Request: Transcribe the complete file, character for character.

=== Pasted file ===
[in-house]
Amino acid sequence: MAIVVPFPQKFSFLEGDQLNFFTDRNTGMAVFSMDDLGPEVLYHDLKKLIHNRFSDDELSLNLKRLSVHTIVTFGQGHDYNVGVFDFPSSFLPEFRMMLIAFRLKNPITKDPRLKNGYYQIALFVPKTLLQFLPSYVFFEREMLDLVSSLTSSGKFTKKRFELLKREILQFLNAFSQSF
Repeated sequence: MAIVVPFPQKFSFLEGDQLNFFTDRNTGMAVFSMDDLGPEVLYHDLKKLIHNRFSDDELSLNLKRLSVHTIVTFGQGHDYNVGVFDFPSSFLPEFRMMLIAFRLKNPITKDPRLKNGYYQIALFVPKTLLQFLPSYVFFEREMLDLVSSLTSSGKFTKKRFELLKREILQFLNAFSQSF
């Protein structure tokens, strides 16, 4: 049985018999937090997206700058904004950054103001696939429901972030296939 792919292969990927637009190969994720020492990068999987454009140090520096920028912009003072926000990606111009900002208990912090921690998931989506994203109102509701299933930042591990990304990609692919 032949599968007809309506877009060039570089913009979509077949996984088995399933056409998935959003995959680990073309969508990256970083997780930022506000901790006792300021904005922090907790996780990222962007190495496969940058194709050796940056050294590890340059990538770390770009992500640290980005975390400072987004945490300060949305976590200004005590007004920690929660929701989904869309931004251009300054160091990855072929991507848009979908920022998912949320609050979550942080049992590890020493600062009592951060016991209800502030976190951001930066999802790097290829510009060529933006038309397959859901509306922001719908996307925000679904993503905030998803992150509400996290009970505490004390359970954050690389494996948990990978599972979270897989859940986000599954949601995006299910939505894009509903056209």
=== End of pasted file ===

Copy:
[in-house]
Amino acid sequence: MAIVVPFPQKFSFLEGDQLNFFTDRNTGMAVFSMDDLGPEVLYHDLKKLIHNRFSDDELSLNLKRLSVHTIVTFGQGHDYNVGVFDFPSSFLPEFRMMLIAFRLKNPITKDPRLKNGYYQIALFVPKTLLQFLPSYVFFEREMLDLVSSLTSSGKFTKKRFELLKREILQFLNAFSQSF
Repeated sequence: MAIVVPFPQKFSFLEGDQLNFFTDRNTGMAVFSMDDLGPEVLYHDLKKLIHNRFSDDELSLNLKRLSVHTIVTFGQGHDYNVGVFDFPSSFLPEFRMMLIAFRLKNPITKDPRLKNGYYQIALFVPKTLLQFLPSYVFFEREMLDLVSSLTSSGKFTKKRFELLKREILQFLNAFSQSF
């Protein structure tokens, strides 16, 4: 049985018999937090997206700058904004950054103001696939429901972030296939 792919292969990927637009190969994720020492990068999987454009140090520096920028912009003072926000990606111009900002208990912090921690998931989506994203109102509701299933930042591990990304990609692919 032949599968007809309506877009060039570089913009979509077949996984088995399933056409998935959003995959680990073309969508990256970083997780930022506000901790006792300021904005922090907790996780990222962007190495496969940058194709050796940056050294590890340059990538770390770009992500640290980005975390400072987004945490300060949305976590200004005590007004920690929660929701989904869309931004251009300054160091990855072929991507848009979908920022998912949320609050979550942080049992590890020493600062009592951060016991209800502030976190951001930066999802790097290829510009060529933006038309397959859901509306922001719908996307925000679904993503905030998803992150509400996290009970505490004390359970954050690389494996948990990978599972979270897989859940986000599954949601995006299910939505894009509903056209």